We’ve featured a couple of Sibylle Roessler’s Before & After projects before; her dining room was a huge hit back in August, and her airy, curated bedroom makeover was equally popular. For these rooms, Sibylle has employed a pretty simple but highly effective method of creating big change while keeping costs to a minimum. She brightens things up with a lovely coat of fresh white paint, layers in touches of black and wood for an elegant contrast, then finishes with pops of bright color and fun repurposed vintage accessories.
Her kitchen makeover today is another great example of this technique, and I think the results are lovely. I particularly love the twig wall unit for her rolling pin and the planter made from an old meat grinder. A little bird told me that Sibylle might me moving soon, and I can’t wait to see what creative solutions she’ll employ in her next abode. Awesome job, Sibylle! — Kate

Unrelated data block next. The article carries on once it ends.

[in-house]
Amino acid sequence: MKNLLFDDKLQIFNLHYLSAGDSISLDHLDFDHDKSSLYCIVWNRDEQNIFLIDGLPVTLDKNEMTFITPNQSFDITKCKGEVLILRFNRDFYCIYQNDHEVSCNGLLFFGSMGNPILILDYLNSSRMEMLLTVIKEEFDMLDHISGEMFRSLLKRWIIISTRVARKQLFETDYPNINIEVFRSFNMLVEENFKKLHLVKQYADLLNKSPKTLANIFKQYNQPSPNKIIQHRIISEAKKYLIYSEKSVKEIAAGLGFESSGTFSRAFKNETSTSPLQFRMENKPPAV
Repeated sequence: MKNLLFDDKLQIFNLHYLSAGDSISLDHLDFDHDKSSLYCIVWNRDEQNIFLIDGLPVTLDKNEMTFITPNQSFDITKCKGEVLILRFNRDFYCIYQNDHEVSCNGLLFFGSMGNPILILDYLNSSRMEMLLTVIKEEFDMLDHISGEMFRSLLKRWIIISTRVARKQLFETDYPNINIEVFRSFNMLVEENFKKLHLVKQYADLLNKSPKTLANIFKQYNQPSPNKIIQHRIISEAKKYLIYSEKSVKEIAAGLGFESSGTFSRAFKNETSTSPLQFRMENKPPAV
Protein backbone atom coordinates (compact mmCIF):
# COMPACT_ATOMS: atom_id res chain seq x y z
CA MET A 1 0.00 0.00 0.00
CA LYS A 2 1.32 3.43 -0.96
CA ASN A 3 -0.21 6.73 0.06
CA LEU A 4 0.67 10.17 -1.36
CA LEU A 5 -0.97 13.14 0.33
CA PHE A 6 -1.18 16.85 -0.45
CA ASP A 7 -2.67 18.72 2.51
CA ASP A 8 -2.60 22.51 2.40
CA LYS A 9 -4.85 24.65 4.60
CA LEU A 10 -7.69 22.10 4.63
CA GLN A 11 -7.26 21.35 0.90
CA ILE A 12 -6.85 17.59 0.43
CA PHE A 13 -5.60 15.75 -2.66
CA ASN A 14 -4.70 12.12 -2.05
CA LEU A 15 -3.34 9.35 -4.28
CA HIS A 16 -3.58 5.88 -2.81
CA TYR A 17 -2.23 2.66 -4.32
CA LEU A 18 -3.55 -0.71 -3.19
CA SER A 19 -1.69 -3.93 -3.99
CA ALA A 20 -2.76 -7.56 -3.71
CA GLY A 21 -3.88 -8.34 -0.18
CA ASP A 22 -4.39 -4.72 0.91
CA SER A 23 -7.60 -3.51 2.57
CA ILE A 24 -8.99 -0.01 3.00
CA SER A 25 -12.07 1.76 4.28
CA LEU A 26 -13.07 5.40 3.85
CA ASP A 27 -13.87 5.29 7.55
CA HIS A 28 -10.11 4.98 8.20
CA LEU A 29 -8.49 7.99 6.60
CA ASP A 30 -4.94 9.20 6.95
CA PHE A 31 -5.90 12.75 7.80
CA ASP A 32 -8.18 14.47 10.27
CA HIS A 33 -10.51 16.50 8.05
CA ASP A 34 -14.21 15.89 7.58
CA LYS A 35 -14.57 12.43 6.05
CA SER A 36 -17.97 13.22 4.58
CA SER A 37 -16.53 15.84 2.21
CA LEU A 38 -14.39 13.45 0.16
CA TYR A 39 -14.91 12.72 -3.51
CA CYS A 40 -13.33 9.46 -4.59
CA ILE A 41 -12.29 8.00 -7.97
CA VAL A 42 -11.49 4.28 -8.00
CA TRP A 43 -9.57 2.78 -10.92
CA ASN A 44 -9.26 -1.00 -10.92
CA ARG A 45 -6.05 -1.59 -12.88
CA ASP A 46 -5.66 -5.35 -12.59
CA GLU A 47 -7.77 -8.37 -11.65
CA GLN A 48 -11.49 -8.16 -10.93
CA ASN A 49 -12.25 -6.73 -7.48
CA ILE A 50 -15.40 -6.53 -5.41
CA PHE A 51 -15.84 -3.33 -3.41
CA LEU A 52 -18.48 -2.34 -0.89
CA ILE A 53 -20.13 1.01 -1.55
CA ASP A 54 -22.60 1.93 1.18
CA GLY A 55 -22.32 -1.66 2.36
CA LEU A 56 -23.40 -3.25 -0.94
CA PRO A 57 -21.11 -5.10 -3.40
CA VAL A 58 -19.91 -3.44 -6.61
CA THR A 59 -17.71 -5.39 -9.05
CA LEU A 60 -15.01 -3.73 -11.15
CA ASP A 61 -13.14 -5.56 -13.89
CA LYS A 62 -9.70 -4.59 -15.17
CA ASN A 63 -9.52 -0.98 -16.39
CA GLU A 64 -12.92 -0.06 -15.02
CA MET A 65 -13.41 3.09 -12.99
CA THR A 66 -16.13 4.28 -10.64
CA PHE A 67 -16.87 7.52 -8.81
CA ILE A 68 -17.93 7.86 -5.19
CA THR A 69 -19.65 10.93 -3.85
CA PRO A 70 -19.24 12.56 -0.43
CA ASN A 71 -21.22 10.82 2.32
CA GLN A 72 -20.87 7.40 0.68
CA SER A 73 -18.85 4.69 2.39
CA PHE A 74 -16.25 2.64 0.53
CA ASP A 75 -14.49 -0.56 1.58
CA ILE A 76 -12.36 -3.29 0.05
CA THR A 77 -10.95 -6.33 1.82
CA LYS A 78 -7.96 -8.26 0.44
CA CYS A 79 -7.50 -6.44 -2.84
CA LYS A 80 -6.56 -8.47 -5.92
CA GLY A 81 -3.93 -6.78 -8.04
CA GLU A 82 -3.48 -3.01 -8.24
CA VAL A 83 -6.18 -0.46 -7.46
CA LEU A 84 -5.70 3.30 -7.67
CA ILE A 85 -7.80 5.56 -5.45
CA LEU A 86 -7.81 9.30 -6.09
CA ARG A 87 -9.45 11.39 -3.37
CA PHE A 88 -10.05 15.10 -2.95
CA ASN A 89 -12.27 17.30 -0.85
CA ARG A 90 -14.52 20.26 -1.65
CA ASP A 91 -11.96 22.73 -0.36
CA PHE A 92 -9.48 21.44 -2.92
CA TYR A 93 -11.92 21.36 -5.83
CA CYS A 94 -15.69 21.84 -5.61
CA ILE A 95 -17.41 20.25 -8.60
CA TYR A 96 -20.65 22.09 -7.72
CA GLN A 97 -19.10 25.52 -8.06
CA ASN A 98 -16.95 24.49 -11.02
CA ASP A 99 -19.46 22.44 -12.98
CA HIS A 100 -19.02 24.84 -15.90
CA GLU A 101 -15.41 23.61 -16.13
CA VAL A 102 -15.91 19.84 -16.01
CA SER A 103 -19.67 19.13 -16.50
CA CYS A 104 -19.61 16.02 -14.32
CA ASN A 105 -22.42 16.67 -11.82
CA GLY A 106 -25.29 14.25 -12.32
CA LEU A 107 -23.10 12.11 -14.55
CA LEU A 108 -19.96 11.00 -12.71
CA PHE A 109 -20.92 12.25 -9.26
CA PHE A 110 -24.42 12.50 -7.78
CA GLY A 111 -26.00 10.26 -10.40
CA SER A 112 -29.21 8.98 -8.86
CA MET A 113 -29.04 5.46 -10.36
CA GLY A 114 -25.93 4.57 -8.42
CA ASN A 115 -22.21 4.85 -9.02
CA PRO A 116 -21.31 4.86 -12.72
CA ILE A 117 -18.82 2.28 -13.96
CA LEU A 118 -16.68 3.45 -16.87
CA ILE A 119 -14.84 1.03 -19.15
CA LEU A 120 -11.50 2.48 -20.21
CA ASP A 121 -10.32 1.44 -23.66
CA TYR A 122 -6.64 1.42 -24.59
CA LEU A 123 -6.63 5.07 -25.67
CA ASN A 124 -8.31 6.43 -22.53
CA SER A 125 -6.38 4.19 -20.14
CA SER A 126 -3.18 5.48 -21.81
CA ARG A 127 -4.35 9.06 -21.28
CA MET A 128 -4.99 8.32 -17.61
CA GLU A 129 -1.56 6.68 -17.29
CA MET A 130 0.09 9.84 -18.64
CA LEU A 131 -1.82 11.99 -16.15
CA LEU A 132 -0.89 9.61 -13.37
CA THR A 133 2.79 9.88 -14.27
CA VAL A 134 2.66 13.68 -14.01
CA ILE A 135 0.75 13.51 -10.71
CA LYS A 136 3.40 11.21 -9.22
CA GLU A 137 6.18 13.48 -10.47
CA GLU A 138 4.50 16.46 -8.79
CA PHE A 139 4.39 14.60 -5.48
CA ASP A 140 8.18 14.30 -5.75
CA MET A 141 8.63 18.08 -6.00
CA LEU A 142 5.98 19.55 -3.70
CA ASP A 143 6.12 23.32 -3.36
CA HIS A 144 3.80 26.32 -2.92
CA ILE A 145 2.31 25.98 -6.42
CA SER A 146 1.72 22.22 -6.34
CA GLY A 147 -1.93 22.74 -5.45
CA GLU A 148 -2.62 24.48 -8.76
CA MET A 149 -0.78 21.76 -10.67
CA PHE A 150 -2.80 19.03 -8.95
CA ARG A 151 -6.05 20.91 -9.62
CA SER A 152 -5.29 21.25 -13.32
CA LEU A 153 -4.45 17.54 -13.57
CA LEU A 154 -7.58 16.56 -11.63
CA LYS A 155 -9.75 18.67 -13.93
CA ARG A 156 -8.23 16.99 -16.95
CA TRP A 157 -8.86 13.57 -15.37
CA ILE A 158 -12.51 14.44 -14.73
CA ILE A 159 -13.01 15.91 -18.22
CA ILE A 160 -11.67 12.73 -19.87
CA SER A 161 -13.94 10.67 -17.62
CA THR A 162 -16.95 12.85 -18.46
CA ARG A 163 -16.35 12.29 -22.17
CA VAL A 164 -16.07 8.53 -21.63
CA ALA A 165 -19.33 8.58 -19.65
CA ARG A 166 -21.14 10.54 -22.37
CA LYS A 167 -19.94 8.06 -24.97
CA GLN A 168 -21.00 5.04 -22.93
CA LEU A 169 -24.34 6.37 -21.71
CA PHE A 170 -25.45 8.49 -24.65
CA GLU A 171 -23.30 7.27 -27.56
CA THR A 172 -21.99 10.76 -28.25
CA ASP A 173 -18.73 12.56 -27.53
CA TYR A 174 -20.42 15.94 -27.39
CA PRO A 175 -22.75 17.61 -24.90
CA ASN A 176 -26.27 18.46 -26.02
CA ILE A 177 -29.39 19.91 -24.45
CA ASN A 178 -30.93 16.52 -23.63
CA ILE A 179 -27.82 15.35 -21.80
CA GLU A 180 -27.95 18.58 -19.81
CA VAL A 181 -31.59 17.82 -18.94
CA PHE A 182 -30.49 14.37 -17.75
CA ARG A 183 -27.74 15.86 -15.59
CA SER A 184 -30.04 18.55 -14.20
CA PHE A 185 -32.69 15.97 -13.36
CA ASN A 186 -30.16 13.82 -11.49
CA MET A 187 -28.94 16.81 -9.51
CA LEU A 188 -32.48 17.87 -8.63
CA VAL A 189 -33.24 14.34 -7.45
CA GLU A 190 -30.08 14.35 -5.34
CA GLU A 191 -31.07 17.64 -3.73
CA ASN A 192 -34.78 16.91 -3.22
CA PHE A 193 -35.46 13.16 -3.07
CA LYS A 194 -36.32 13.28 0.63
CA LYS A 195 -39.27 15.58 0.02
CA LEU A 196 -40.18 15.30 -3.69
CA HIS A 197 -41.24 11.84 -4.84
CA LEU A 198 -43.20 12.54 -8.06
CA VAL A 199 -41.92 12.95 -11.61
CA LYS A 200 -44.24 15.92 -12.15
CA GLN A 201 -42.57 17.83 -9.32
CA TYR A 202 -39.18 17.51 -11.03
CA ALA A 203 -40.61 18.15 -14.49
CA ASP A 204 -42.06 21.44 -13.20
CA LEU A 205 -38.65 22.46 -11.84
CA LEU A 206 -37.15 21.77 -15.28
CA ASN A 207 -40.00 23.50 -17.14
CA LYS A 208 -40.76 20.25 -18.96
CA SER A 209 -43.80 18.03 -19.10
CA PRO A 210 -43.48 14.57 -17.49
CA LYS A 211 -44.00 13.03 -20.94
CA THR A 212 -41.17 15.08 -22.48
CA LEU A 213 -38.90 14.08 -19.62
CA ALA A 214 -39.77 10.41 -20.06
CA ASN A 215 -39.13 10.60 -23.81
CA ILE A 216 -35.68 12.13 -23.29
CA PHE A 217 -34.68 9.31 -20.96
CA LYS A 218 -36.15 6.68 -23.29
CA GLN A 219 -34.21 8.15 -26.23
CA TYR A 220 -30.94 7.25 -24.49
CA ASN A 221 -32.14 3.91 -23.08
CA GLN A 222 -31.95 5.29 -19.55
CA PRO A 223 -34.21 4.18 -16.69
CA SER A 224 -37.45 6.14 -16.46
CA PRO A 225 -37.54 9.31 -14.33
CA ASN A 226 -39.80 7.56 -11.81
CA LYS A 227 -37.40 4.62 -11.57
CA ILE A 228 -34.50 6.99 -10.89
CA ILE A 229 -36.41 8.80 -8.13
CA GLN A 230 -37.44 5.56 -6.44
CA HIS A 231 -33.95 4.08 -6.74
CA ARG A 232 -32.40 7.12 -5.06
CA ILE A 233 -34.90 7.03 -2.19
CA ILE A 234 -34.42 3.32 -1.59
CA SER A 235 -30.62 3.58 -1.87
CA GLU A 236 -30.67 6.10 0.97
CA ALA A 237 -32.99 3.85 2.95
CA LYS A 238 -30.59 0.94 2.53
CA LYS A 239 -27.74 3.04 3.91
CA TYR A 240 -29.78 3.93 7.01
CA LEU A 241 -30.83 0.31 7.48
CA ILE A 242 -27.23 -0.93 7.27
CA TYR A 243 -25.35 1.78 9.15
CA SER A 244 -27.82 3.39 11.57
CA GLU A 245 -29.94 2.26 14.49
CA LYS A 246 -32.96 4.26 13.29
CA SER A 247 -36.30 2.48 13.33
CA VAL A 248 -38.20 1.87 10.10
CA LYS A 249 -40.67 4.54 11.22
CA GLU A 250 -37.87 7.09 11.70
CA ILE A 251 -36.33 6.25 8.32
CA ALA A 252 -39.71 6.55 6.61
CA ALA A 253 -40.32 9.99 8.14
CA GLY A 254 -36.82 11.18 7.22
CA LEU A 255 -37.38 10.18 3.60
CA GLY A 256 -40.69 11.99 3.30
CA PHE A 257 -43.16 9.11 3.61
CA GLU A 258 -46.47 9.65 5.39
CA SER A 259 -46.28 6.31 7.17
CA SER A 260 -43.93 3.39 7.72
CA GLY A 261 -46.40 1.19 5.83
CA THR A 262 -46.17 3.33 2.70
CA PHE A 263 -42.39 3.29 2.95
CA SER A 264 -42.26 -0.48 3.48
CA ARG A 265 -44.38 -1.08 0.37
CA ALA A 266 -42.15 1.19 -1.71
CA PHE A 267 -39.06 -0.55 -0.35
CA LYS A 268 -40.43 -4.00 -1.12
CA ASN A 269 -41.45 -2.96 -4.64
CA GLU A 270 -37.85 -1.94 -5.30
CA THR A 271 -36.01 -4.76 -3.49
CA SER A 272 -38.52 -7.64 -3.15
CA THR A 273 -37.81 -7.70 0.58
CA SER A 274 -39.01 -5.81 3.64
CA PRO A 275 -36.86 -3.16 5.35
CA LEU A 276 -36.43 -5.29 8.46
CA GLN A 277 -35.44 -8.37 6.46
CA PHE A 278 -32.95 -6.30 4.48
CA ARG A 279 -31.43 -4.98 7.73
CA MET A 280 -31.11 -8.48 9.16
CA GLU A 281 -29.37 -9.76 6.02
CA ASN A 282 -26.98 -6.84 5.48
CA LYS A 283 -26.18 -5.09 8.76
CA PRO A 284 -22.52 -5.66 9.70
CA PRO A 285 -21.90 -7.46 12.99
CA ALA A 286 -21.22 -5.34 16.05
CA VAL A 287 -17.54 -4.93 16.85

This Before & After kitchen series is brought to you by Sub–Zero and Wolf. Get kitchen design ideas at http://subzero-wolf.com
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Read more about Sibylle’s kitchen redo after the jump!
Time: about one month (one day of painting)
Cost: $0 (The landlord provided the paint. All other items on hand.)
Basic Steps: We had an ugly fridge, and I painted it with chalk paint. Now it serves as our sketch board/calendar/notebook. I once purchased this vintage meat grinder and decided to use it as a flower pot (I have a chili growing in there). Next to it is a mirror, which I also painted with chalk paint. I made my own spice rack — just screwed the jar lids to a shelf and screwed the jars onto it. Due to the small space, I hang a metal wire basket upside down and use it as a holder for all my big spoons, scissors, etc. I love simple and clean, so I kept everything kind of black and white. Hardwood floors help warm up the room.
Here’s the advice I always give: Don’t throw anything away; rather, repurpose it (if you have the time!) and go to flea markets and thrift stores to score a good deal! Reinterpreting flea-market finds is not only green, it can also be terribly charming and what’s old can be new, and 2011 is the year to prove it; –) Living in a small space forces you to prioritize. Having only what you love, need and use simplifies things, is more economical, and leaves time and money for fun! — Sibylle